Among the many distinguished faculty CMC President George C. S. Benson recruited in the first four years of the College was Orme Wheelock Phelps (above left).
Benson recruited Phelps from the University of Chicago, where he was an assistant professor of business administration and dean of students in the School of Business. He came to Claremont as professor of industrial relations. Phelps soon emerged as a faculty star. Students appreciated Phelps not only because he taught well, kept generous office hours, and published frequently, but also because he seemed the Real McCoy—a man fully capable of posing for a recruiting poster for the Ivy League.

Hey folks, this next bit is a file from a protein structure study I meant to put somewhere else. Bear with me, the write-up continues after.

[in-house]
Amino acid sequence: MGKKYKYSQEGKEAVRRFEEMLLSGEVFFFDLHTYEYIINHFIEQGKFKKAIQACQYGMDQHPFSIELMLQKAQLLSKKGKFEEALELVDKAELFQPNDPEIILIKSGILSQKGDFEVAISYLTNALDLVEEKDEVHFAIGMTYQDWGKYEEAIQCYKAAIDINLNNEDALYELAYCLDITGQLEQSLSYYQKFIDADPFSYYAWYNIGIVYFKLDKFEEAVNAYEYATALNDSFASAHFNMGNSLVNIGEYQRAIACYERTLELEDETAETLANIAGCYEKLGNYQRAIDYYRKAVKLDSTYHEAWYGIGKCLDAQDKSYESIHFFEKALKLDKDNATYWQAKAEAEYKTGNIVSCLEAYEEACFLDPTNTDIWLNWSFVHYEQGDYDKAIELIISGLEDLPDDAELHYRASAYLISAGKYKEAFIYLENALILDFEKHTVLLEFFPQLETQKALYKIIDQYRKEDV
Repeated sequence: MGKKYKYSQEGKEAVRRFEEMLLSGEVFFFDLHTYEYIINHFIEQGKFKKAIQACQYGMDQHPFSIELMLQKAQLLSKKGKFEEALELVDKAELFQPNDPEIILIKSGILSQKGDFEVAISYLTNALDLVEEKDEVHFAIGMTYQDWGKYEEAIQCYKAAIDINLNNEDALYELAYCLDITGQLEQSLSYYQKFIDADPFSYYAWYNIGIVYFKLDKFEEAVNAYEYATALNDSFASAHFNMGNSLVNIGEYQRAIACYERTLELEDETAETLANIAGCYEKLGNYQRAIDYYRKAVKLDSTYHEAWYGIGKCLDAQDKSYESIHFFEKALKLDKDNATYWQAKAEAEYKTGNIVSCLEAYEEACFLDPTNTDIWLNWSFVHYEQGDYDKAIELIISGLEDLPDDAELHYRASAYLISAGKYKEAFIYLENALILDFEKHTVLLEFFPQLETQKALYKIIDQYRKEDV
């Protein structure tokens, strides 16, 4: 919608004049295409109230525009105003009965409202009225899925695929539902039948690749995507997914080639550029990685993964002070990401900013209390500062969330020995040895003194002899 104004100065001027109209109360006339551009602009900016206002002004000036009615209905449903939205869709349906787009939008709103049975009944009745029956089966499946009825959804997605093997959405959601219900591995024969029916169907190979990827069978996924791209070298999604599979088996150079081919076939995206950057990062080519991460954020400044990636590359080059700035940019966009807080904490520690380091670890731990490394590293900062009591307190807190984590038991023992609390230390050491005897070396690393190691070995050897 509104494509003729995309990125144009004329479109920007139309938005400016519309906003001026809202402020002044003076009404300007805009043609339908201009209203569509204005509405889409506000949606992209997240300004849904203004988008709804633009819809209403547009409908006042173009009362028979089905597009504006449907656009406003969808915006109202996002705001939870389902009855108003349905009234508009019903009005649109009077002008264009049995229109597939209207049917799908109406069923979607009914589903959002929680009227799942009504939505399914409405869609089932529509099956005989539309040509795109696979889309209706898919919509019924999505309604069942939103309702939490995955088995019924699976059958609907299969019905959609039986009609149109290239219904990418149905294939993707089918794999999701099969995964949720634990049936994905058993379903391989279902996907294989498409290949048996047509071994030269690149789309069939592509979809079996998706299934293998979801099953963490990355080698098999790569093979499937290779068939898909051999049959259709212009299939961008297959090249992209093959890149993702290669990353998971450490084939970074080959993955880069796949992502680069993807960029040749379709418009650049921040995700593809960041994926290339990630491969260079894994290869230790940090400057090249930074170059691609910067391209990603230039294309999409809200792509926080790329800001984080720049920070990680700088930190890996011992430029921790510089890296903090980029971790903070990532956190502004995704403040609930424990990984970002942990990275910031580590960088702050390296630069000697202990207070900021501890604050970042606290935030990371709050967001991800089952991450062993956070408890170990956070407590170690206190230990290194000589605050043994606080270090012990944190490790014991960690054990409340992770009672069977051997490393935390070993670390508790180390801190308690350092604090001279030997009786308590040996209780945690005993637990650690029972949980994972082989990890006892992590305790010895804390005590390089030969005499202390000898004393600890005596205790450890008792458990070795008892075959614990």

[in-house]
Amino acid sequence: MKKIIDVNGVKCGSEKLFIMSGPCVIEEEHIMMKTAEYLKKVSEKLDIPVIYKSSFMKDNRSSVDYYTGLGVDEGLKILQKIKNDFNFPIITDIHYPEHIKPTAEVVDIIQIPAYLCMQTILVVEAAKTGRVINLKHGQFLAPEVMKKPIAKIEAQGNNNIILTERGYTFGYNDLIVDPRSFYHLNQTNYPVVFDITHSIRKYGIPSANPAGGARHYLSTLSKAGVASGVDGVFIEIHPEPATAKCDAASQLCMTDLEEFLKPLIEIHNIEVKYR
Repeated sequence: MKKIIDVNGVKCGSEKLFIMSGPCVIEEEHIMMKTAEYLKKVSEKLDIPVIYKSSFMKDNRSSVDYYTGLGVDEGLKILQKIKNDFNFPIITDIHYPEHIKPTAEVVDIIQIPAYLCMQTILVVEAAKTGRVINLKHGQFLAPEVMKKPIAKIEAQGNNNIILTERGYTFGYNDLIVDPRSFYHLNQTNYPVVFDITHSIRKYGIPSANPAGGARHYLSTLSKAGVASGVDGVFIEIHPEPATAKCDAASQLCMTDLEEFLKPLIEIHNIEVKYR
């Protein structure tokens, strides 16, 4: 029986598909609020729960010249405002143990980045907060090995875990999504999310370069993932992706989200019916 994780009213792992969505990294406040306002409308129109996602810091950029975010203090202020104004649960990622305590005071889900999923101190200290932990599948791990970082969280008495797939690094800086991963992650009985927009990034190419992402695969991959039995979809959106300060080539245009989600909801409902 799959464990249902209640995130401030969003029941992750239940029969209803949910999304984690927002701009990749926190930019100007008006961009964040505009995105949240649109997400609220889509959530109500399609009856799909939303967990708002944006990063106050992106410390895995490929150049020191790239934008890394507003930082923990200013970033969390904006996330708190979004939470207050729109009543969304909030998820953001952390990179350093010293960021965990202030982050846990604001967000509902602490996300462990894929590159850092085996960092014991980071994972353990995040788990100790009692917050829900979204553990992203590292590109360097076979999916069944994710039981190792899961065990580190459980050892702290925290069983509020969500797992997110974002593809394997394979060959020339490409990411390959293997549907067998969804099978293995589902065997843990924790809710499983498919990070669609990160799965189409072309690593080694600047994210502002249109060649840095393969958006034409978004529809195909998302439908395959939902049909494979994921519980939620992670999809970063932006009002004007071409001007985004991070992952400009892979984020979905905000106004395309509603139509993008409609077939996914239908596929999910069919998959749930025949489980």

No sooner had Phelps arrived at CMC, he produced an essay on the Taft Hartley Act, which the College published. Within the decade, Phelps’ textbook, Introduction to Labor Economics, published by McGraw-Hill, had been adopted by more than 80 colleges and universities. Phelps produced a steady stream of publications in scholarly journals, and also published in his avocational field, the life and writings of Ulysses S. Grant, whose manuscript letters he collected.